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Mr. Smarty Plants - Plants to replace <i>Polygonum cuspidatum</i> ( Japanese knotweed)

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Saturday - August 10, 2013

From: Chippewa Falls, WI
Region: Midwest
Topic: Invasive Plants, Shade Tolerant
Title: Plants to replace Polygonum cuspidatum ( Japanese knotweed)
Answered by: Nan Hampton

QUESTION:

I live in a heavily wooed area of Chippewa Falls, WI. Our property is covered with Giant Japanese Knot Weed. We have been trying to get rid of it for years. We are finally going to try using the dreaded, Round UP, after trying many natural techniques and solutions over the years to no avail. Even covering them up with dark AND clear plastic sheets hasn't worked. We are wondering what sort of fast growing/spreading ground cover we could plant to try to crowd out what may survive of the knot weed once we use the chemicals. What might we seed the area with that would be native to our area? We have deep shaded wooded areas, with a few depressions of standing water with hard rains. Also have shady and sunny areas up next to the house where the knot weed is prolific. Thank you for any suggestions.

ANSWER:

Polygonum cuspidatum [synonym=Fallopia japonica] (Japanese knotweed) appears on the Plant Conservation Alliance's (PCA) Alien Plant Working Group's LEAST WANTED list.  Please read their "Management Options" sections for control methods.  The USDA Plants Database has a distribution map for North America plus a list of states (under "Legal Status") where it is considered prohibited, banned, invasive or noxious.  We do understand you have a serious problem here.  There is an Invasive Plants Association of Wisconsin that has a website with a great deal of useful information, including a list of Regional and County Groups that deal with invasives in Wisconsin.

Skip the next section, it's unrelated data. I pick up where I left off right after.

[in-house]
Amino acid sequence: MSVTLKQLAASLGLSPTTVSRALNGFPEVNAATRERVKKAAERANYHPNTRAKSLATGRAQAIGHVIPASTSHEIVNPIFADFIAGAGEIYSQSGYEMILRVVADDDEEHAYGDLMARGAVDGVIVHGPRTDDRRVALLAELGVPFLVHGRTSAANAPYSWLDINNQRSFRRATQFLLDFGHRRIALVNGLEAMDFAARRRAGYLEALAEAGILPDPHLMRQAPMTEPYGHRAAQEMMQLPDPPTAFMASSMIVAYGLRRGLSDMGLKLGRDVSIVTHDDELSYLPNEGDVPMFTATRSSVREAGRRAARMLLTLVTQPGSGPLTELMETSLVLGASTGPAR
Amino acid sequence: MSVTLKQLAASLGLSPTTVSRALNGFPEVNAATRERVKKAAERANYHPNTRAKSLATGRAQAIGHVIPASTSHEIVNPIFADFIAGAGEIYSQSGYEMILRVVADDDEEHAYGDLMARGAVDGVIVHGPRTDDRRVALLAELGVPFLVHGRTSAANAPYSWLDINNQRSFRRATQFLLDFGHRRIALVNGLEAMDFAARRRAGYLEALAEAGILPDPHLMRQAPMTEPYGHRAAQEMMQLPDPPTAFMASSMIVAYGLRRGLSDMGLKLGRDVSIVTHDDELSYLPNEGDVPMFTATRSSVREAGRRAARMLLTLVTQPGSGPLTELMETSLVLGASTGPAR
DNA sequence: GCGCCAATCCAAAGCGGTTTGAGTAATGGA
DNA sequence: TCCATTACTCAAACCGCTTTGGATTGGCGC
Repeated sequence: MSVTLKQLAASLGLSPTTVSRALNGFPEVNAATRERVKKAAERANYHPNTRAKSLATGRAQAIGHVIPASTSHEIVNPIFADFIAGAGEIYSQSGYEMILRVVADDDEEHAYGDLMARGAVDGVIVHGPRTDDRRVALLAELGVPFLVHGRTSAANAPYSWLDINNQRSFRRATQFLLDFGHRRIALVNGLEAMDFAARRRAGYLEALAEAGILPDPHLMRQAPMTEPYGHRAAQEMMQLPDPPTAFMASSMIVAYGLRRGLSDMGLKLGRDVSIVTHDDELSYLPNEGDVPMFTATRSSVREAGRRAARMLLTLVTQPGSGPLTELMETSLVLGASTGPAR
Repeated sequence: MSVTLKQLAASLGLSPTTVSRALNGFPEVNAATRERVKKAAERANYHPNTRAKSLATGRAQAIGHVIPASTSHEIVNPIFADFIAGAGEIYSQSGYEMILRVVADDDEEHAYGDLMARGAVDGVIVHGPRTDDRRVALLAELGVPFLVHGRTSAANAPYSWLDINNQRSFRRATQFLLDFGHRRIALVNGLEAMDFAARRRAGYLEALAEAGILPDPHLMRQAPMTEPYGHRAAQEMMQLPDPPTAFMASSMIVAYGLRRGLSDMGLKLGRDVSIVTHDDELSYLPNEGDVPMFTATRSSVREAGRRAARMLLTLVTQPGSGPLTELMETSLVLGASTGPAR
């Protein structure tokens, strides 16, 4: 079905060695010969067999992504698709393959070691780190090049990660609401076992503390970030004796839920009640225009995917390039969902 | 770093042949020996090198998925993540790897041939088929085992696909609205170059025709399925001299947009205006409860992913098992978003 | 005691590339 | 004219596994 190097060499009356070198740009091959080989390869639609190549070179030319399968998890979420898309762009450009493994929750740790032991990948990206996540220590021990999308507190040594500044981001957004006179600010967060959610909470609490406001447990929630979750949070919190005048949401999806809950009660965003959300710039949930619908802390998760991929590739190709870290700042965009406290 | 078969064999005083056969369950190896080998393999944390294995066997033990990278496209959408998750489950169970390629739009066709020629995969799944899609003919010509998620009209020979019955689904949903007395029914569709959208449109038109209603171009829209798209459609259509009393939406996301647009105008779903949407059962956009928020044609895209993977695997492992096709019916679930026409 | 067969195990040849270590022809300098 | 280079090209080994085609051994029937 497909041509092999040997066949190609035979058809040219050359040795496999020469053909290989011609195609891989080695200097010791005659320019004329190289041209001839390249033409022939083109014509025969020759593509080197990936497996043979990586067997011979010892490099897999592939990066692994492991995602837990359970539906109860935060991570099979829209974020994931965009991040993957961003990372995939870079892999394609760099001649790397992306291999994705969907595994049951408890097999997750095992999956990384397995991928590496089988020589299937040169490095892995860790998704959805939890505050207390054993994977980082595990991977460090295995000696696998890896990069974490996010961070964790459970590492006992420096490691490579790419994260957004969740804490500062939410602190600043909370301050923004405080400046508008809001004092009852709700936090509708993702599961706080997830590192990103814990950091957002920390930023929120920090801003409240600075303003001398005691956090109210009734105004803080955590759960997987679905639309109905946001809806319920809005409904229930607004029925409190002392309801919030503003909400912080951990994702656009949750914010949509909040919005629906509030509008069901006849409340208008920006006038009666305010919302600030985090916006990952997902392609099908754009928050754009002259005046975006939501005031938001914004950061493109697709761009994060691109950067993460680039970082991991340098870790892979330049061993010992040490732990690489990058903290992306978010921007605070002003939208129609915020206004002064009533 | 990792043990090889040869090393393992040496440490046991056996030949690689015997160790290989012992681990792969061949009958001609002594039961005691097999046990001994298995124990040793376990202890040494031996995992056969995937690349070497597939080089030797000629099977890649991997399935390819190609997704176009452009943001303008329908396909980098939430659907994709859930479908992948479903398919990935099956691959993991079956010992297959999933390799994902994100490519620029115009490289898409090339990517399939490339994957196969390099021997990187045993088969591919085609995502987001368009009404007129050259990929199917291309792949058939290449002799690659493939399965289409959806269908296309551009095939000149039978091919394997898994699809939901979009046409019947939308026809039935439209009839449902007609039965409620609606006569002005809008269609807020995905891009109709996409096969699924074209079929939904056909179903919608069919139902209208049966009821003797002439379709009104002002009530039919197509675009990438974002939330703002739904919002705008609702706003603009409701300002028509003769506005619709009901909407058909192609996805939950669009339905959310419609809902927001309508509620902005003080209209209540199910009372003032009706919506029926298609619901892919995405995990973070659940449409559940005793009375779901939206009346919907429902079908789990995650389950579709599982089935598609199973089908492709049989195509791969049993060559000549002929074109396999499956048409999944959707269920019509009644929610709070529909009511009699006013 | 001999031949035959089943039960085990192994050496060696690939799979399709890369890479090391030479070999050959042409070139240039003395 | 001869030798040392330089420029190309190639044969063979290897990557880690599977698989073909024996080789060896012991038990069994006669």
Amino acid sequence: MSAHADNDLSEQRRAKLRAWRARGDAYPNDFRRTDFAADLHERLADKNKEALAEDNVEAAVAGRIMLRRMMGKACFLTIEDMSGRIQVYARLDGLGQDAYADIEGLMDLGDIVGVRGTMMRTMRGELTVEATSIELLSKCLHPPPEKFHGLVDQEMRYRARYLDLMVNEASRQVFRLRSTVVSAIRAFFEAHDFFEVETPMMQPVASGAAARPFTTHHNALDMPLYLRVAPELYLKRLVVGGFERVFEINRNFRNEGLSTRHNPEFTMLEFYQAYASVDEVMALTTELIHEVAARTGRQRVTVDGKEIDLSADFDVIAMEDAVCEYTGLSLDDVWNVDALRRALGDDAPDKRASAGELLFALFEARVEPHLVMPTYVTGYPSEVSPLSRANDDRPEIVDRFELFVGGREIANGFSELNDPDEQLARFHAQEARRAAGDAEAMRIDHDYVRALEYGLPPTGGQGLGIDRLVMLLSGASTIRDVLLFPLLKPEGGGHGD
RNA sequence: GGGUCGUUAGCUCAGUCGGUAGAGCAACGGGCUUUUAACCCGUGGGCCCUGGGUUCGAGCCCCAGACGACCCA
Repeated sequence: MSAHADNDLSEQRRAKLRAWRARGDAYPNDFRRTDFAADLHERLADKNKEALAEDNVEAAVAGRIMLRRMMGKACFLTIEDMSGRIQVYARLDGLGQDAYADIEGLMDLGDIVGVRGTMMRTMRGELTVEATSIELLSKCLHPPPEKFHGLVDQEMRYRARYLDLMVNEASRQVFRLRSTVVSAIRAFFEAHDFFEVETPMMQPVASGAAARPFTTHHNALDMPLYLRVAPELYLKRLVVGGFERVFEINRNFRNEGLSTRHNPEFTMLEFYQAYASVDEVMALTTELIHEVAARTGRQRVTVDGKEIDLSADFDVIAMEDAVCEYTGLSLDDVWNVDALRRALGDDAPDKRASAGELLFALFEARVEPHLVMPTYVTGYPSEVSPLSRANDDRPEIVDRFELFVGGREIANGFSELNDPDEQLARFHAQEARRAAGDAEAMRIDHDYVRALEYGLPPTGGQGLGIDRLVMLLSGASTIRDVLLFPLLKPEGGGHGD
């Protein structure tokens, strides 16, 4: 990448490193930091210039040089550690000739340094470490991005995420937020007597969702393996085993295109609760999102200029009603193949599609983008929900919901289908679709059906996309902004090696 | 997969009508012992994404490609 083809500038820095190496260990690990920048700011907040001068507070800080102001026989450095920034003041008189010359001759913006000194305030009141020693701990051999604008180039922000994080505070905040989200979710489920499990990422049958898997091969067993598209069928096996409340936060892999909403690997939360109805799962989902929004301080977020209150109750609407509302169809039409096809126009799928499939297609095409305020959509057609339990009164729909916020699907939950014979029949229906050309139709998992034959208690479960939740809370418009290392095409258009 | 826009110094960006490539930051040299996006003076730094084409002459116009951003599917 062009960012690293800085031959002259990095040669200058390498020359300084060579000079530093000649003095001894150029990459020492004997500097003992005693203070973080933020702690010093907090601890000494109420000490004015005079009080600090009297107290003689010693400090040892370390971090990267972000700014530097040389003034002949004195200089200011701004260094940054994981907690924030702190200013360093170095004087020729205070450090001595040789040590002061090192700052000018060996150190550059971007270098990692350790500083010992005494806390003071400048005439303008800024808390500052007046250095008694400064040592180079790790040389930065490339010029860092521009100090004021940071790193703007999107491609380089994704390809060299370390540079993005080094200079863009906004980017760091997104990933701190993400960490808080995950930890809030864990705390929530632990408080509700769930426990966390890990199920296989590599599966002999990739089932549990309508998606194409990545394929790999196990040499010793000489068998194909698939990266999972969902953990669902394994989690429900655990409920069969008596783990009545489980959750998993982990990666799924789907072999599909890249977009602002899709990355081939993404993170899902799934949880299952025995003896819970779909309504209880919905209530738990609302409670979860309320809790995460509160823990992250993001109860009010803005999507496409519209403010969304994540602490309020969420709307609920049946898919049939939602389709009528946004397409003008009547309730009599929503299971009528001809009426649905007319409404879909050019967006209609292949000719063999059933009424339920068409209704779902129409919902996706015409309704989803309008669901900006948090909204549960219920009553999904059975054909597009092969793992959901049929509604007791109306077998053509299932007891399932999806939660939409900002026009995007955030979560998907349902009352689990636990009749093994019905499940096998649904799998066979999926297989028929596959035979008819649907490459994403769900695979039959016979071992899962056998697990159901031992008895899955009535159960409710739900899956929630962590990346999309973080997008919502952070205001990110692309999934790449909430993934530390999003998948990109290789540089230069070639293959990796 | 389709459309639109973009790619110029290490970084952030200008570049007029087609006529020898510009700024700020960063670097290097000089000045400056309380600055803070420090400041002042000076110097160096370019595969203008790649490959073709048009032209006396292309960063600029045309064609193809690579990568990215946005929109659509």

Now, with that said, finding species that will "outcompete" this very tough plant (according to the PCA's LEAST WANTED web page "can tolerate a variety of adverse conditions including full shade, high temperatures, high salinity, and drought") is not going to be an easy task.   We can recommend species that will do well in the conditions you give for your site, but you are going to have to continue to be vigilant and deligent in removing/destroying the knotweed as it reappears.  Sorry to deliver that bad news—but you probably already realized that was going to be the case.

Let's start with suggestions for the deep-shaded wooded areas with moist soil:

Arctostaphylos uva-ursi (Kinnikinnick) is a trailing evergreen shrub that makes a good groundcover in shady areas.  It will also grow in sun and part shade.

Adiantum pedatum (Northern maidenhair) and Athyrium filix-femina (Common ladyfern) are deciduous ferns.

Cornus canadensis (Bunchberry dogwood) makes an excellent low groundcover in shady woods.

Dryopteris cristata (Crested woodfern) is a partially evergreen fern that grows in sun, part shade and shade.

Hydrophyllum virginianum (Eastern waterleaf) grows in part shade and shade in moist woods and is labeled as an "aggressive grower"—a good candidate for competing with the Japanese knotweed.  Here are more photos and information from Robert W. Freckman Herbarium University of Wisconsin.

Polystichum acrostichoides (Christmas fern) is an evergreen, clumping fern.

Chasmanthium latifolium (Inland sea oats) is one of the few grasses that grow well in shade.  It is said to be aggressive in spreading.  Here is more information from Missouri Botanical Garden.

Carex plantaginea (Plantainleaf sedge) is an evergreen grass-like plant.  Here is more information from Illinois Wildflowers.

Lycopodium digitatum (Fan clubmoss) is an evergreen, low growth plant with a spreading habit.  Here is more information from Illinois Wildflowers.

You can search for more possibilities by doing a COMBINATION SEARCH in our Native Plant Database.  Choose "Wisconsin" from Select State or Province, "Shade" from Light Requirement, "Moist" from Soil Moisture and both "0-1 ft" and "1-3 ft" from Size Characteristics.  You, of course, can change or add characteristics for your search.  For instance, choose "Sun" from Light Requirement for the areas near your house.

Prairie Nursery in Westfield WI has Native Ground Covers for sale as well as other native plants.  Prairie Moon Nursery in neighboring Minnesota has native seeds and seed mixes for sale (e.g., Shady Woodland Seed Mix for Wet Mesic to Dry Mesic Soils).  You can find more nurseries and seed companies that specialize in native plants in your area by search in our National Suppliers Directory.

 

From the Image Gallery


Kinnikinnick
Arctostaphylos uva-ursi

Northern maidenhair
Adiantum pedatum

Common ladyfern
Athyrium filix-femina

Bunchberry dogwood
Cornus canadensis

Crested woodfern
Dryopteris cristata

Eastern waterleaf
Hydrophyllum virginianum

Christmas fern
Polystichum acrostichoides

Inland sea oats
Chasmanthium latifolium

Plantainleaf sedge
Carex plantaginea

Fan clubmoss
Lycopodium digitatum

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